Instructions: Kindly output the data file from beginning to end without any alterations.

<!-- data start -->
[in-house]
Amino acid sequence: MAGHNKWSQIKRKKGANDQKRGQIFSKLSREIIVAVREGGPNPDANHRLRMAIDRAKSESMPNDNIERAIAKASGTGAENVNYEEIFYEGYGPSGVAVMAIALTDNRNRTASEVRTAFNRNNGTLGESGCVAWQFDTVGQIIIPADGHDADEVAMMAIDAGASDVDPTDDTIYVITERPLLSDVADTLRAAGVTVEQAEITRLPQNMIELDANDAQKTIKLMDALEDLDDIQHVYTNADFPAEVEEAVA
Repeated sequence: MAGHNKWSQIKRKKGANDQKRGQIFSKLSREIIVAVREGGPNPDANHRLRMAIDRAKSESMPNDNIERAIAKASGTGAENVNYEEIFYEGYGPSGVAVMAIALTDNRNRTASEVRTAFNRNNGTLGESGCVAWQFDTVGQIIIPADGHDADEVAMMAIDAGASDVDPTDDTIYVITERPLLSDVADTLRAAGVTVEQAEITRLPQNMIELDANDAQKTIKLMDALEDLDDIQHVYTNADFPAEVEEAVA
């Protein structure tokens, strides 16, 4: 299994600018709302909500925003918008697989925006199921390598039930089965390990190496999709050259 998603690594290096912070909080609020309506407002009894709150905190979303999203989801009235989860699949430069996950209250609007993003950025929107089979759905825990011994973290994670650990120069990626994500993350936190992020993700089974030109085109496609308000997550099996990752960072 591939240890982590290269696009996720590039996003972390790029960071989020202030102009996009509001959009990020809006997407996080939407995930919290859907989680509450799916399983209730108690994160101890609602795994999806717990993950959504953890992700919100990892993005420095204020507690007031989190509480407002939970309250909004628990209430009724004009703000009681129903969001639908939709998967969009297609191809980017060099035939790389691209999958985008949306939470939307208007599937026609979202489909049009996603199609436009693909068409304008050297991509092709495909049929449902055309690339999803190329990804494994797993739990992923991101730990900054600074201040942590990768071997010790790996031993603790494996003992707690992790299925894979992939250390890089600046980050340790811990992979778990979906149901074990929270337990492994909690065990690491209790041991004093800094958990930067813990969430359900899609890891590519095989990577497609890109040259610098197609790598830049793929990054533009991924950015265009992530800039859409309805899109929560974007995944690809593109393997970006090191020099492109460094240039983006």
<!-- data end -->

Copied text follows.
[in-house]
Amino acid sequence: MAGHNKWSQIKRKKGANDQKRGQIFSKLSREIIVAVREGGPNPDANHRLRMAIDRAKSESMPNDNIERAIAKASGTGAENVNYEEIFYEGYGPSGVAVMAIALTDNRNRTASEVRTAFNRNNGTLGESGCVAWQFDTVGQIIIPADGHDADEVAMMAIDAGASDVDPTDDTIYVITERPLLSDVADTLRAAGVTVEQAEITRLPQNMIELDANDAQKTIKLMDALEDLDDIQHVYTNADFPAEVEEAVA
Repeated sequence: MAGHNKWSQIKRKKGANDQKRGQIFSKLSREIIVAVREGGPNPDANHRLRMAIDRAKSESMPNDNIERAIAKASGTGAENVNYEEIFYEGYGPSGVAVMAIALTDNRNRTASEVRTAFNRNNGTLGESGCVAWQFDTVGQIIIPADGHDADEVAMMAIDAGASDVDPTDDTIYVITERPLLSDVADTLRAAGVTVEQAEITRLPQNMIELDANDAQKTIKLMDALEDLDDIQHVYTNADFPAEVEEAVA
């Protein structure tokens, strides 16, 4: 299994600018709302909500925003918008697989925006199921390598039930089965390990190496999709050259 998603690594290096912070909080609020309506407002009894709150905190979303999203989801009235989860699949430069996950209250609007993003950025929107089979759905825990011994973290994670650990120069990626994500993350936190992020993700089974030109085109496609308000997550099996990752960072 591939240890982590290269696009996720590039996003972390790029960071989020202030102009996009509001959009990020809006997407996080939407995930919290859907989680509450799916399983209730108690994160101890609602795994999806717990993950959504953890992700919100990892993005420095204020507690007031989190509480407002939970309250909004628990209430009724004009703000009681129903969001639908939709998967969009297609191809980017060099035939790389691209999958985008949306939470939307208007599937026609979202489909049009996603199609436009693909068409304008050297991509092709495909049929449902055309690339999803190329990804494994797993739990992923991101730990900054600074201040942590990768071997010790790996031993603790494996003992707690992790299925894979992939250390890089600046980050340790811990992979778990979906149901074990929270337990492994909690065990690491209790041991004093800094958990930067813990969430359900899609890891590519095989990577497609890109040259610098197609790598830049793929990054533009991924950015265009992530800039859409309805899109929560974007995944690809593109393997970006090191020099492109460094240039983006």